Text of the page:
Get-WUList

That is all. Once you know the size, you can close the PowerShell. If you’re adventurous, check out the state PSWindowsUpdate module download page and test out other commands. The module may also do other activities like showing update history, download, install, uninstall, etc.

Use Windows Update Minitool to locate Windows Update Size

If you do not like using PowerShell or not comfortable while using command line, use a free and portable third-party tool called Windows Update Minitool. This simple tool will instantly tell you the Windows updates size.

1. To get going, download Windows Update Minitool, open the zip file and extract the executable for your desktop.

2. After extracting, double-click on the executable. In the application, click on the “Refresh” icon.

3. Once you click the icon, the tool can place all the available updates for the system. You can see how big each update underneath the Size section.

Note: The applying may show cumulative update size in GBs. That’s inaccurate as Windows 10 only downloads the updates that are not installed on the body. Usually, the update size won’t be lots of hundred megabytes.

4. If you don’t wish to download a particular update, you can hide it. To do that, select the checkbox near the update and click on the “Hide” icon.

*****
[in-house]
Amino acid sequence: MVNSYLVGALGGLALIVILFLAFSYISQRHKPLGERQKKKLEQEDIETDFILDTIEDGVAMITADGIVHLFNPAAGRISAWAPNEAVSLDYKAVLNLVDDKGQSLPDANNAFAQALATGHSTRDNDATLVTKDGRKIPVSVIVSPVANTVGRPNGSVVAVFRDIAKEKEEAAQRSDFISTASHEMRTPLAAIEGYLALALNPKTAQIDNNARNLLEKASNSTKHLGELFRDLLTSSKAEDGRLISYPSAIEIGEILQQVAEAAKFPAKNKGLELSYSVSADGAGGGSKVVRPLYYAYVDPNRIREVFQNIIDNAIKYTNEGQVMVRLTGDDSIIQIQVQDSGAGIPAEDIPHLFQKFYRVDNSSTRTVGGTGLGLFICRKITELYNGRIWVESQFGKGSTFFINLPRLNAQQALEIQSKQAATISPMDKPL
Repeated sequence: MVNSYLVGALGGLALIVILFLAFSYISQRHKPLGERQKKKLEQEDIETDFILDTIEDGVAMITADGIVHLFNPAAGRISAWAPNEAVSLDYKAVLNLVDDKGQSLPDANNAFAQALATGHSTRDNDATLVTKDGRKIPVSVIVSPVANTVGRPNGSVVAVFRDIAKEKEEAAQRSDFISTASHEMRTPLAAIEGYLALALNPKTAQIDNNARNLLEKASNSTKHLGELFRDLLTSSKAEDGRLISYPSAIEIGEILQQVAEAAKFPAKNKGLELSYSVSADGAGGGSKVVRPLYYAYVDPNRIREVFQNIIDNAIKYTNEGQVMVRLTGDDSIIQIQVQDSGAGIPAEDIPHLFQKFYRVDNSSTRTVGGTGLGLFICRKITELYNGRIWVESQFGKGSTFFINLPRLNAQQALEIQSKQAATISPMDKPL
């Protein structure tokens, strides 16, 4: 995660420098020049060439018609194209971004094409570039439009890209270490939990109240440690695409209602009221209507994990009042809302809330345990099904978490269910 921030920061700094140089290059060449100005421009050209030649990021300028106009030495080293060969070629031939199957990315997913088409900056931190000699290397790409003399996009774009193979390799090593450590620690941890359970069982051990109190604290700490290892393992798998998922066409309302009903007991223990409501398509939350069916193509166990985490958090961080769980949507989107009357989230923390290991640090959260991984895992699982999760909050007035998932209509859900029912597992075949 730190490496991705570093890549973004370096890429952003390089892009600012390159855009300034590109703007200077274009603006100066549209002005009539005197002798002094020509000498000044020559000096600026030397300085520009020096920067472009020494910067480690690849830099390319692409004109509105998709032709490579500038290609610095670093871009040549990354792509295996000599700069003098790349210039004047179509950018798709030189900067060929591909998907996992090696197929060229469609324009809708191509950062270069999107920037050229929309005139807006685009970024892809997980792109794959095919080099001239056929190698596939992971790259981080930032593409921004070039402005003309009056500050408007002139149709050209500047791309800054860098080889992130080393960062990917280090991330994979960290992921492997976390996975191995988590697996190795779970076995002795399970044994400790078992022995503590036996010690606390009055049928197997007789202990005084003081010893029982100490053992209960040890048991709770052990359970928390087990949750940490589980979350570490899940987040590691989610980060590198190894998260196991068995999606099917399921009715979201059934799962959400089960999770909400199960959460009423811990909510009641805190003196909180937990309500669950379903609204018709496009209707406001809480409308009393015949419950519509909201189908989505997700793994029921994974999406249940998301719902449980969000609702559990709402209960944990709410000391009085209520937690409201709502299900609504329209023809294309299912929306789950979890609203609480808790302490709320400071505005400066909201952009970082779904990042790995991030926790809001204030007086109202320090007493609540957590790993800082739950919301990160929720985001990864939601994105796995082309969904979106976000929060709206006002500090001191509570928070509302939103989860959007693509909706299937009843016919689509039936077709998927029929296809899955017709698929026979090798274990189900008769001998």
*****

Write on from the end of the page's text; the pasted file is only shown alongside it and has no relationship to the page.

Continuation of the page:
That is all. It’s that easy to obtain the Windows update size in Windows 10.

Microsoft Could Soon Get rid of the Classic Control Panel in Windows 10

We’ve known for some time that Microsoft was planning to kill off the classic User interface in Windows 10 and change it with the Settings app, but now it looks like the whole thing is extremely near to happening.

Microsoft essentially really wants to get rid of the traditional Control Panel simply because it’s one of the last bits of the classic Windows experience.

With Windows 10, the company has migrated to a modern concept which it wants to be provided from one end to another. In order for this to become possible, Microsoft is migrating options previously offered in the classic User interface to the Settings app, and the latest Windows 10 feature updates allowed this new idea to advance even further.

However, it’s also not a secret that Microsoft transitioning from the classic Control Panel to the Settings app is taking place at a super-slow pace, with the company itself not even offering an ETA as to once the legacy feature would go away for good.

Windows 10 version 2004